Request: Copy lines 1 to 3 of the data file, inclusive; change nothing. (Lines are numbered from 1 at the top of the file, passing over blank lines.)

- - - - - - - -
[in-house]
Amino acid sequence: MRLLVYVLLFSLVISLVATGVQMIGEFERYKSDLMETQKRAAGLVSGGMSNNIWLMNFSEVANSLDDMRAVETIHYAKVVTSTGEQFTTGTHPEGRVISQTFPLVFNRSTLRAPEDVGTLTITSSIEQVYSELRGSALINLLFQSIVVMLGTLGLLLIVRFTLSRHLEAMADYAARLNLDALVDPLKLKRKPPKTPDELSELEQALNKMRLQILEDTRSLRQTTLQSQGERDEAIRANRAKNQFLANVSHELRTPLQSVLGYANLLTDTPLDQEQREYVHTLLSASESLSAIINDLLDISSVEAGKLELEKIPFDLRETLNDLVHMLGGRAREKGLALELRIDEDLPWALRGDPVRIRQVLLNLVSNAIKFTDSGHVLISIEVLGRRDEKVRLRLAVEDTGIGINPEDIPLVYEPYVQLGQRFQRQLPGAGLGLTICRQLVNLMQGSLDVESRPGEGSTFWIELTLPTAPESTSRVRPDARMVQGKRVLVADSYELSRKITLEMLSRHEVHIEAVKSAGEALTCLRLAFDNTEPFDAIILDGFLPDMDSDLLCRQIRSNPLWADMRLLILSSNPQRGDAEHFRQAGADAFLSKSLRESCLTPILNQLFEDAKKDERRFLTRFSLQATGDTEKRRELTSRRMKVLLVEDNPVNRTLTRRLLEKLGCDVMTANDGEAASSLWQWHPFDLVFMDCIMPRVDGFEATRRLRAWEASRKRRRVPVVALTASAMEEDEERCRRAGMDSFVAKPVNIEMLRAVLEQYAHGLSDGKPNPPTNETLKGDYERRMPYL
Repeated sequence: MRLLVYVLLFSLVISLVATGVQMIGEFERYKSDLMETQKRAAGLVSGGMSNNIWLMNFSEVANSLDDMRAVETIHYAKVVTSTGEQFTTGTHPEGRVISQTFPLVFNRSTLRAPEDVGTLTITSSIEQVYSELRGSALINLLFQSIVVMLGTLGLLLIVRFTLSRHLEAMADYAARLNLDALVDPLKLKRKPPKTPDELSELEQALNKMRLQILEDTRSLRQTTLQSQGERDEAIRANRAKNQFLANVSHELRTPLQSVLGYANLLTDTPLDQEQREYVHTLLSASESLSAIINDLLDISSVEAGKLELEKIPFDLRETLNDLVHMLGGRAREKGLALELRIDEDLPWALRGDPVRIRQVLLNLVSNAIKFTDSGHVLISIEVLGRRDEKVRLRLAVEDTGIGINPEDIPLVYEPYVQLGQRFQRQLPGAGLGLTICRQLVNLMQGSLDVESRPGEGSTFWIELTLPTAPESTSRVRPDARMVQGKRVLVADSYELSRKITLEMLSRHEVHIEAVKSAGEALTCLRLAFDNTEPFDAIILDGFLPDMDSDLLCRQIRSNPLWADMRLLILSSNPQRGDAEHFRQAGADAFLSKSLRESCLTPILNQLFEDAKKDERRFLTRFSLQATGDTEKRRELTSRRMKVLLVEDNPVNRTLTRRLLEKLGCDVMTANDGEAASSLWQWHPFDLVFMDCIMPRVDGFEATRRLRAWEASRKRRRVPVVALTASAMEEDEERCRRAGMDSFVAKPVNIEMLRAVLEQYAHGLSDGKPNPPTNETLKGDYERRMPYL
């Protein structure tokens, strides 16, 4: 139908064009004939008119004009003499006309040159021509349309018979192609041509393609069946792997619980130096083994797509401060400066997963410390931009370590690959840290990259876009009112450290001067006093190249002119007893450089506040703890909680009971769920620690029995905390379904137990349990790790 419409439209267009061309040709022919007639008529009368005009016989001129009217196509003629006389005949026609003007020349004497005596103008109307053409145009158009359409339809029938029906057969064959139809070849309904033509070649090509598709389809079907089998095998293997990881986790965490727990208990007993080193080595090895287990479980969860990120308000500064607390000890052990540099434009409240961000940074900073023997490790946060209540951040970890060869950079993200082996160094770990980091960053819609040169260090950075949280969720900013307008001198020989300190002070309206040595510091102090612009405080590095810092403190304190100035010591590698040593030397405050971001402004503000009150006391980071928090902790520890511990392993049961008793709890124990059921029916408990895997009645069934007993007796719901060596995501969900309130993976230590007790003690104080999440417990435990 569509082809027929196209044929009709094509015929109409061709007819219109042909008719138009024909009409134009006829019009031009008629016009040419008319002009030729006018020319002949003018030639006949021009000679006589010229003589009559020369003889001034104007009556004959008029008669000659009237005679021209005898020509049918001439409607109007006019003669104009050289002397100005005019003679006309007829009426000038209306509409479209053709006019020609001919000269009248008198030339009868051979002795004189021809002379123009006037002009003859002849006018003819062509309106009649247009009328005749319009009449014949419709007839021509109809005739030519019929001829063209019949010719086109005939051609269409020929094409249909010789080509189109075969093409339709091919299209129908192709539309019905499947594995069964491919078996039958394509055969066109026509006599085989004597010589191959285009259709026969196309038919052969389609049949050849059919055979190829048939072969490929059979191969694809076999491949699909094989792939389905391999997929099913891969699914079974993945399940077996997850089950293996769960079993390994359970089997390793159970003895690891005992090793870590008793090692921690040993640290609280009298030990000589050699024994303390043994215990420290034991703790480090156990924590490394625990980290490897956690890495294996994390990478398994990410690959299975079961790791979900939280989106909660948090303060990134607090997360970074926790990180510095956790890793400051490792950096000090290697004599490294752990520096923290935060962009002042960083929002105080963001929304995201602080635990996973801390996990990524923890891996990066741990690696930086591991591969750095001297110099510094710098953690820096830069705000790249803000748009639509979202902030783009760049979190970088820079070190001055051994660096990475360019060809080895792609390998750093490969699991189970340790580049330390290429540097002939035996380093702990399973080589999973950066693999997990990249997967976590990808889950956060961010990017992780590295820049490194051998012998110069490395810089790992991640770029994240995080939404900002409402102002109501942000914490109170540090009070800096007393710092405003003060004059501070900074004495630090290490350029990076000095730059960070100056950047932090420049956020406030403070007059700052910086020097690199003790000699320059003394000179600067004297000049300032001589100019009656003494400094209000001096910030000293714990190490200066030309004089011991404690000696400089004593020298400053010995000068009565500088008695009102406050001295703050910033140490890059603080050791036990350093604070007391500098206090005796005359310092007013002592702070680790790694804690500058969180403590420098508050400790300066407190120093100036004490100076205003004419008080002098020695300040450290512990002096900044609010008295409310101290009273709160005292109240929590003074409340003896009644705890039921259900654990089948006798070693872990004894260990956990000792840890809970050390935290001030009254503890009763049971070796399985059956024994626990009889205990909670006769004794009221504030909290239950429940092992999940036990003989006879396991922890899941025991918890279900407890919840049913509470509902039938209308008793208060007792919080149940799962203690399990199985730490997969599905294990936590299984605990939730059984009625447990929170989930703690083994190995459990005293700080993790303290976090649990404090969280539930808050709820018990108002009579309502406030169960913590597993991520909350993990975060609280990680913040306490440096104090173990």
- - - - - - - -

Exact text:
[in-house]
Amino acid sequence: MRLLVYVLLFSLVISLVATGVQMIGEFERYKSDLMETQKRAAGLVSGGMSNNIWLMNFSEVANSLDDMRAVETIHYAKVVTSTGEQFTTGTHPEGRVISQTFPLVFNRSTLRAPEDVGTLTITSSIEQVYSELRGSALINLLFQSIVVMLGTLGLLLIVRFTLSRHLEAMADYAARLNLDALVDPLKLKRKPPKTPDELSELEQALNKMRLQILEDTRSLRQTTLQSQGERDEAIRANRAKNQFLANVSHELRTPLQSVLGYANLLTDTPLDQEQREYVHTLLSASESLSAIINDLLDISSVEAGKLELEKIPFDLRETLNDLVHMLGGRAREKGLALELRIDEDLPWALRGDPVRIRQVLLNLVSNAIKFTDSGHVLISIEVLGRRDEKVRLRLAVEDTGIGINPEDIPLVYEPYVQLGQRFQRQLPGAGLGLTICRQLVNLMQGSLDVESRPGEGSTFWIELTLPTAPESTSRVRPDARMVQGKRVLVADSYELSRKITLEMLSRHEVHIEAVKSAGEALTCLRLAFDNTEPFDAIILDGFLPDMDSDLLCRQIRSNPLWADMRLLILSSNPQRGDAEHFRQAGADAFLSKSLRESCLTPILNQLFEDAKKDERRFLTRFSLQATGDTEKRRELTSRRMKVLLVEDNPVNRTLTRRLLEKLGCDVMTANDGEAASSLWQWHPFDLVFMDCIMPRVDGFEATRRLRAWEASRKRRRVPVVALTASAMEEDEERCRRAGMDSFVAKPVNIEMLRAVLEQYAHGLSDGKPNPPTNETLKGDYERRMPYL
Repeated sequence: MRLLVYVLLFSLVISLVATGVQMIGEFERYKSDLMETQKRAAGLVSGGMSNNIWLMNFSEVANSLDDMRAVETIHYAKVVTSTGEQFTTGTHPEGRVISQTFPLVFNRSTLRAPEDVGTLTITSSIEQVYSELRGSALINLLFQSIVVMLGTLGLLLIVRFTLSRHLEAMADYAARLNLDALVDPLKLKRKPPKTPDELSELEQALNKMRLQILEDTRSLRQTTLQSQGERDEAIRANRAKNQFLANVSHELRTPLQSVLGYANLLTDTPLDQEQREYVHTLLSASESLSAIINDLLDISSVEAGKLELEKIPFDLRETLNDLVHMLGGRAREKGLALELRIDEDLPWALRGDPVRIRQVLLNLVSNAIKFTDSGHVLISIEVLGRRDEKVRLRLAVEDTGIGINPEDIPLVYEPYVQLGQRFQRQLPGAGLGLTICRQLVNLMQGSLDVESRPGEGSTFWIELTLPTAPESTSRVRPDARMVQGKRVLVADSYELSRKITLEMLSRHEVHIEAVKSAGEALTCLRLAFDNTEPFDAIILDGFLPDMDSDLLCRQIRSNPLWADMRLLILSSNPQRGDAEHFRQAGADAFLSKSLRESCLTPILNQLFEDAKKDERRFLTRFSLQATGDTEKRRELTSRRMKVLLVEDNPVNRTLTRRLLEKLGCDVMTANDGEAASSLWQWHPFDLVFMDCIMPRVDGFEATRRLRAWEASRKRRRVPVVALTASAMEEDEERCRRAGMDSFVAKPVNIEMLRAVLEQYAHGLSDGKPNPPTNETLKGDYERRMPYL